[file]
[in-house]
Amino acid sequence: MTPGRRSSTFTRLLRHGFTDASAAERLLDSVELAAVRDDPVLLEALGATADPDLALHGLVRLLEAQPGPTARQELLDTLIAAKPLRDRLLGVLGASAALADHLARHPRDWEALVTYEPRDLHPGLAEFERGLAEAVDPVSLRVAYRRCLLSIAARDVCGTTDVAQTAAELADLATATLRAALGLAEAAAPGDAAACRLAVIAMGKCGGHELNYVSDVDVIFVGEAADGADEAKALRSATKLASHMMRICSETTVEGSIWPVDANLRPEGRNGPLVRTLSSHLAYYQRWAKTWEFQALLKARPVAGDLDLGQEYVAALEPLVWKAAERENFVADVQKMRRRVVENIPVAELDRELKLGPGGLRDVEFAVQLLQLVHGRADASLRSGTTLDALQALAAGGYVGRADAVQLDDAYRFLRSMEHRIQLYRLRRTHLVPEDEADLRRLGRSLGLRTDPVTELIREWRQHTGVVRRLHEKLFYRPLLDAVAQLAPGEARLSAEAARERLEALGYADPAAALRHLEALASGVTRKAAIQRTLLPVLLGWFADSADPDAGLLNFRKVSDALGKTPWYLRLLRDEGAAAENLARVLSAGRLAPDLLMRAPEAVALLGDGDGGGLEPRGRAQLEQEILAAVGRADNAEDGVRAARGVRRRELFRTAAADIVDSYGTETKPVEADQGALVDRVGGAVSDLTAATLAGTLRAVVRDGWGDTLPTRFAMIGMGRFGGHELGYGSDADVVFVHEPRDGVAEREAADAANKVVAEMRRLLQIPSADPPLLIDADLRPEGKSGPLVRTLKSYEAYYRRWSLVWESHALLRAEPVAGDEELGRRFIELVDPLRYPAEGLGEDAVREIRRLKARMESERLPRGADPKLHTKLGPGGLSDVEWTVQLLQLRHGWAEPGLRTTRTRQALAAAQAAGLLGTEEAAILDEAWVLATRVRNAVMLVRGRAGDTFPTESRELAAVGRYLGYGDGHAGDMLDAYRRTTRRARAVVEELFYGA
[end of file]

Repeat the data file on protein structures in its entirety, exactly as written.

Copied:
[in-house]
Amino acid sequence: MTPGRRSSTFTRLLRHGFTDASAAERLLDSVELAAVRDDPVLLEALGATADPDLALHGLVRLLEAQPGPTARQELLDTLIAAKPLRDRLLGVLGASAALADHLARHPRDWEALVTYEPRDLHPGLAEFERGLAEAVDPVSLRVAYRRCLLSIAARDVCGTTDVAQTAAELADLATATLRAALGLAEAAAPGDAAACRLAVIAMGKCGGHELNYVSDVDVIFVGEAADGADEAKALRSATKLASHMMRICSETTVEGSIWPVDANLRPEGRNGPLVRTLSSHLAYYQRWAKTWEFQALLKARPVAGDLDLGQEYVAALEPLVWKAAERENFVADVQKMRRRVVENIPVAELDRELKLGPGGLRDVEFAVQLLQLVHGRADASLRSGTTLDALQALAAGGYVGRADAVQLDDAYRFLRSMEHRIQLYRLRRTHLVPEDEADLRRLGRSLGLRTDPVTELIREWRQHTGVVRRLHEKLFYRPLLDAVAQLAPGEARLSAEAARERLEALGYADPAAALRHLEALASGVTRKAAIQRTLLPVLLGWFADSADPDAGLLNFRKVSDALGKTPWYLRLLRDEGAAAENLARVLSAGRLAPDLLMRAPEAVALLGDGDGGGLEPRGRAQLEQEILAAVGRADNAEDGVRAARGVRRRELFRTAAADIVDSYGTETKPVEADQGALVDRVGGAVSDLTAATLAGTLRAVVRDGWGDTLPTRFAMIGMGRFGGHELGYGSDADVVFVHEPRDGVAEREAADAANKVVAEMRRLLQIPSADPPLLIDADLRPEGKSGPLVRTLKSYEAYYRRWSLVWESHALLRAEPVAGDEELGRRFIELVDPLRYPAEGLGEDAVREIRRLKARMESERLPRGADPKLHTKLGPGGLSDVEWTVQLLQLRHGWAEPGLRTTRTRQALAAAQAAGLLGTEEAAILDEAWVLATRVRNAVMLVRGRAGDTFPTESRELAAVGRYLGYGDGHAGDMLDAYRRTTRRARAVVEELFYGA